“When you educate a girl, you educate a nation.” —Malawian saying
The women of Malawi, like many other women in developing countries, struggle to find their way out of poverty and build a better life for themselves and their families. Weaving a Malawi Sunrise tells the story of Memory Chazeza’s quest to get an education and to build a school for young women. Roberta Laurie was one of many who helped Memory realize her vision of seeing young girls become strong and independent women who could care for themselves and their future families. During her time in Malawi, Laurie met several other women, each of whom had a story of her own. Laurie combines these personal accounts with detailed information about the country’s underlying social and political context. Readers interested in Africa, global affairs, women’s studies, development, and international education will give high marks to Weaving a Malawi Sunrise.
#5 on the Edmonton Journal's Non-fiction Bestsellers list for the week ofJune 03, 2016.
"...very highly recommended for academic library Contemporary African Studies reference collections..."
"Most everyone has a place that inspires reflection and contentment: a Paris café, a salmon run on the Miramichi River, your grandmother’s kitchen table. Roberta Laurie is an Alberta Rotarian who finds her place at a Malawian school for girls. The result is intriguing and joyful. "Weaving A Malawi Sunrise" never patronizes. Laurie is a delightful writer.... "Weaving A Malawi Sunrise" is kind and eloquent, by turn angry and evocative..." [Full article at https://www.blacklocks.ca/review-one-day-at-the-rotary-club]
#1 on the Edmonton Journal's Bestsellers list (Edmonton Nonfiction) for the week of November 27, 2015 The Edmonton Journal
"Roberta Laurie, a former Rotarian, has written a book that is both heart warming and sobering. On the one hand, we read about young women experiencing life changing educational success. On the other hand, we read about the challenges girls and women experience in rural Malawi, one of the poorest countries in the world.... [The book] portrays the development of a courageous, visionary leader.... In addition, the book is rich with the history, culture, geography, and politics of Malawi. This material is deftly presented as the context for the development of [the school].... The emphasis on the stories of Memory, Christie, and the students move the narrative forward and capture and hold readers’ interest." [Full article at http://bit.ly/1ZBUFAm]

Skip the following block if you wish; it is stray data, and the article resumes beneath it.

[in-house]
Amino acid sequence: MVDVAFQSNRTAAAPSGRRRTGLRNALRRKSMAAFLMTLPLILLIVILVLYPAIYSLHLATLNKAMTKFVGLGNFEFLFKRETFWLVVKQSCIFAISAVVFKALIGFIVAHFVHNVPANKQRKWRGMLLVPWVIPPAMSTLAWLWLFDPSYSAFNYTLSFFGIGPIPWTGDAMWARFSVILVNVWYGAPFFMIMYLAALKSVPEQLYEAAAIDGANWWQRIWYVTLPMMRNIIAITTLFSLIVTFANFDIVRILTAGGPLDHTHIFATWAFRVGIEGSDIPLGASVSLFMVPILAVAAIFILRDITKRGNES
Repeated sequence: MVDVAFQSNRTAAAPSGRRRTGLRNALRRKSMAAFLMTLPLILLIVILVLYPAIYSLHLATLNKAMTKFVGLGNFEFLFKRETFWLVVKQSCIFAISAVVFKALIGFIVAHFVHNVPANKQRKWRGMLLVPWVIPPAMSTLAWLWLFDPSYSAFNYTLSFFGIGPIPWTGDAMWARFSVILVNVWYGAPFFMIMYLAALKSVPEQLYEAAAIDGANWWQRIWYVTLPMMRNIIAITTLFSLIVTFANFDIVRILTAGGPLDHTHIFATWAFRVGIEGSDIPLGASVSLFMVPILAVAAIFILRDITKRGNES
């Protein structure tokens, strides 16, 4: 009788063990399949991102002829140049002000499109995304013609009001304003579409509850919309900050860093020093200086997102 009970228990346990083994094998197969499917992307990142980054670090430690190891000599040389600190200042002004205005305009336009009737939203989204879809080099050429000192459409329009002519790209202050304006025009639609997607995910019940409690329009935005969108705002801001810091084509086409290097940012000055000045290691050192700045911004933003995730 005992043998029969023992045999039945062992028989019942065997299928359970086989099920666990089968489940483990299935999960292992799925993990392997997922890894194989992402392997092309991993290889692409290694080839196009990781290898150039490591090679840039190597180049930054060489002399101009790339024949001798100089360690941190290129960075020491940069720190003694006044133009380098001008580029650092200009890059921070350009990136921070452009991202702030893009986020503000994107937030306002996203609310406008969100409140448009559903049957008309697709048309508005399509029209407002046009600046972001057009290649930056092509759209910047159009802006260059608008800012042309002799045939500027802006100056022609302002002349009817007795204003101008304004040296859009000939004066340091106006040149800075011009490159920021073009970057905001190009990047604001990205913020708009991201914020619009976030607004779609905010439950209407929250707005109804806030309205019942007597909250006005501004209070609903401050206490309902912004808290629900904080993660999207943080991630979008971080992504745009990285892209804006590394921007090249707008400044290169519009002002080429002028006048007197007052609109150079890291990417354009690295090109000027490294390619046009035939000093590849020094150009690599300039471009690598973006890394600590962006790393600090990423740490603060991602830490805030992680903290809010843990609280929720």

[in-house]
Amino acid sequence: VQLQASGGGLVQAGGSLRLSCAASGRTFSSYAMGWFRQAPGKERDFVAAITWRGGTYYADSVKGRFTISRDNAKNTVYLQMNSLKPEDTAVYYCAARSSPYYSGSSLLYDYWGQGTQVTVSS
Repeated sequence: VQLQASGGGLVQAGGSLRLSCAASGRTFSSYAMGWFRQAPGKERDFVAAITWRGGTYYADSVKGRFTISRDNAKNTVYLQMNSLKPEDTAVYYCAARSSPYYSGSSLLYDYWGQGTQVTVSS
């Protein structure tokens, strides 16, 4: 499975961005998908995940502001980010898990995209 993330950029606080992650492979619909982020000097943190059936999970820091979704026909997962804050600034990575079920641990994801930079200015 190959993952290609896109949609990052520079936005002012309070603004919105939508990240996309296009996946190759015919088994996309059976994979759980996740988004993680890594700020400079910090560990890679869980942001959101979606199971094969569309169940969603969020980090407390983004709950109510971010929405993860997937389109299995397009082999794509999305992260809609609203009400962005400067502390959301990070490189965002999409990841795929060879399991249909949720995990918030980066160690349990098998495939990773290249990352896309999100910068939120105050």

"Laurie's moving book about gender and education in Malawi chronicles the construction of a girls’ school through the heroic efforts of educator Memory Chazeza and her Canadian collaborators (including the author). The book’s chapters alternate between stories of women the author met in Malawi while working alongside Chazeza, vignettes from Chazeza’s life, and essential sociopolitical context about Malawi. With a gripping narrative and touching personal stories, the book is very accessible... Summing Up: Recommended. General readers and lower-division undergraduates." [Full review at http://bit.ly/1NGTES5]